• No Mold, Mildew, Rotting, or Warping
    • Made of composite materials, you won’t experience mold, mildew, rotting, or warping on the walls
  • Noise Reducer
    • Not designed to absorb sound, Azdel composite does just that.
  • Climate Control + Thermal Barrier
    • The name is self-explanatory here – Azdel walls help keep the heat out in the summer and the cold out in the winter.
  • No Formaldehyde
  • Reduced Downtime

RV Cabinets

These aren’t your house cabinets, nor would you want them to be! RV manufacturers are thoughtful in their design, making sure to reduce weight where they can, and cabinets are a huge piece. While most RV cabinets look the same, they aren’t made the same. There are various materials out there that RV manufacturers use to achieve a certain look and feel on the inside of a camper.

So, What Are Some of Our Options?

  • Particle Board – made of woodchips and glue, this material is usually wrapped in some sort of vinyl.
  • MDF – made from sawdust and glue, similar to particle board
  • Plywood – You might have some of this laying around your garage. It can get quite expensive so you won’t find plywood cabinets in a lot of the base RVs.

How Can You Tell the Quality?

Open all the cabinets and drawers throughout the camper, press down on the shelves (they should feel sturdy and not bend), and inspect the hardware.

Inspect the Seals

Check the seals around the interior and exterior of the RV. What can start as a small crack in a seal can turn into thousands of dollars worth of water damage to your camper.

Look for cracking or shrinking along the edges of the window seals. Additionally, you’ll want to look out for soft spots, warping, or bubbling in the wallpaper surrounding the windows. This can be another sign of a leak.

Your grandma might have told you not to touch the walls as a kid, but that rule goes out the window when RV shopping! Feel the walls for any type of warping or bubbling, especially around the corners and base of the camper. You’ll also want to check vents, light fixtures, doors, and any other place water might be able to creep in.

Lastly, conquer your fear of heights and climb up on that roof to check your seams! That will be any place where the roof and the sidewalls meet – think skylights, vents, A/C, etc.

Included Appliances

Unlike its counterparts, a compressor refrigerator will stay cool even when camping out in 90+ degree weather. A compressor fridge will have a powerful motor, ensuring your food and drinks are kept cold regardless of the outside temperature. Because of the motor, most of your compressor RV refrigerators will also include a freezer – a bonus when camping with the whole family. You’ll find that most compressor refrigerators are 12V so they are also extremely energy efficient and can run on battery power.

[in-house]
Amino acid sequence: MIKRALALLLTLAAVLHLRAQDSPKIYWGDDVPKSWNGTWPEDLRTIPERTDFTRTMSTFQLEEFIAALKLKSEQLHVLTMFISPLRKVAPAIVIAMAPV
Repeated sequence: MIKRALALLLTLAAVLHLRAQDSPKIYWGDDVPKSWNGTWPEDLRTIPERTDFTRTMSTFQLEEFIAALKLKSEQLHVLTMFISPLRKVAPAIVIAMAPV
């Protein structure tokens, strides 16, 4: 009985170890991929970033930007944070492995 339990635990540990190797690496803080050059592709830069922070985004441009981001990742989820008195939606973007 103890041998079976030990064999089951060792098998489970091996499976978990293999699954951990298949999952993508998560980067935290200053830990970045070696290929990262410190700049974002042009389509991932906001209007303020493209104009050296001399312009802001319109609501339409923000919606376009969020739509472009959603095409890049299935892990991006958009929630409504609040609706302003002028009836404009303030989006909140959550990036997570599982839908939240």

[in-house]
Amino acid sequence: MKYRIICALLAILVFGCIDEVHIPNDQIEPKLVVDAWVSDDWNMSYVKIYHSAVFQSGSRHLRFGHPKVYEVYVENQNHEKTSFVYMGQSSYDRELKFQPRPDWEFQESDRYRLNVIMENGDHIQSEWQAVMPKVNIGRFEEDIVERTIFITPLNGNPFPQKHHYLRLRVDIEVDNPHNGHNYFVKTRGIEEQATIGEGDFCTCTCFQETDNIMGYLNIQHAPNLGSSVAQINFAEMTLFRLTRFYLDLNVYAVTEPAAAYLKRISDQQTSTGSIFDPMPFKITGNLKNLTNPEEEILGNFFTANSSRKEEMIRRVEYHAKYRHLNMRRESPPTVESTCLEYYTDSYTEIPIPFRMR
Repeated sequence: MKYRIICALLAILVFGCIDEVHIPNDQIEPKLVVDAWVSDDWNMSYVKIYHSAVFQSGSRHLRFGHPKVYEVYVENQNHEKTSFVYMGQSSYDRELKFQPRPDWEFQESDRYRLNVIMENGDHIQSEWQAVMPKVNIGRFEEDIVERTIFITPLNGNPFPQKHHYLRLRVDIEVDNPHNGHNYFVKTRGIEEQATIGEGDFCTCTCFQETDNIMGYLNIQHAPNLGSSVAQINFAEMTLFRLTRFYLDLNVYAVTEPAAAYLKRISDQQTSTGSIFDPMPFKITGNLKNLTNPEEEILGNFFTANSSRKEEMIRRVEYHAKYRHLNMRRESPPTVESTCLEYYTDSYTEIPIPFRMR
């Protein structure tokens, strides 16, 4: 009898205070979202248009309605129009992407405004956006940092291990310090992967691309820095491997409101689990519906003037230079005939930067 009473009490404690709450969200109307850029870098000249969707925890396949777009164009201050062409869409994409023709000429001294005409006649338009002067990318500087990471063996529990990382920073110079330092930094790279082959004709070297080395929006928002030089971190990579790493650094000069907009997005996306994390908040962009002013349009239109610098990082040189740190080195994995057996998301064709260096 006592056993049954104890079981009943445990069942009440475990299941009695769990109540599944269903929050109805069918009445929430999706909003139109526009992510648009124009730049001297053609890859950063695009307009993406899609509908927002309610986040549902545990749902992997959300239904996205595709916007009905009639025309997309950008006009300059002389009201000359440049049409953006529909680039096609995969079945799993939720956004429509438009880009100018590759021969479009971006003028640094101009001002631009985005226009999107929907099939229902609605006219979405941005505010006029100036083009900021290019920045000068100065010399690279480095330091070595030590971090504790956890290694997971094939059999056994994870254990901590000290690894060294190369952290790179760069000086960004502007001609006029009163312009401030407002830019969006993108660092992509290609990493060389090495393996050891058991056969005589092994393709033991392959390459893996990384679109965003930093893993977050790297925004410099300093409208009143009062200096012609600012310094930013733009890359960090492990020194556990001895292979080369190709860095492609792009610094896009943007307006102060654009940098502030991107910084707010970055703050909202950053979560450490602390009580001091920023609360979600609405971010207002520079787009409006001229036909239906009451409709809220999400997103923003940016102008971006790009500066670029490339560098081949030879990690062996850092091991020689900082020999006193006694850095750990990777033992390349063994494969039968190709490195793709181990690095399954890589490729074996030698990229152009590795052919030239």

Fixtures, Hardware, and Lighting – OH MY!

While most RVs won’t go all out on their fixtures, some come standard with high-end features. However, don’t let standard fixtures deter you from buying an RV. You can easily upgrade your lighting, hardware, sinks, etc. – and do it at your own pace!

First off is your lighting. Make sure to note the power source each fixture has and research what you want before you make any adjustments. Take note that you can replace RV stock fixtures with almost any other fixture out there – it doesn’t need to be RV lighting!

Similar to lighting fixtures, you can easily replace the sinks in your RV (yes, you can replace them with a regular sink!). There are a few types of RV sinks out there – plastic, acrylic, stainless steel, and solid surface and they can range anywhere from $10 to $500. In the same category are RV faucets. They are just as easily replaceable as RV sinks.

Before making any upgrades, measure your surfaces and check your connections!

Tank Capacity Size

Planning to go off-grid or full timing? You’ll want to check the tank capacities to ensure they are large enough to match your lifestyle.

Prewired For Expanding Electronic Components

Enjoy the ease of a backup camera when trying to park at your campsite. It might not be the most important item on your list after purchasing an RV, but certainly something good to keep in mind! There are several RV manufacturers out there that will either include a backup camera or have it pre-wired to add one at a later time. Trust us, this is a life saver when parking at smaller campsites!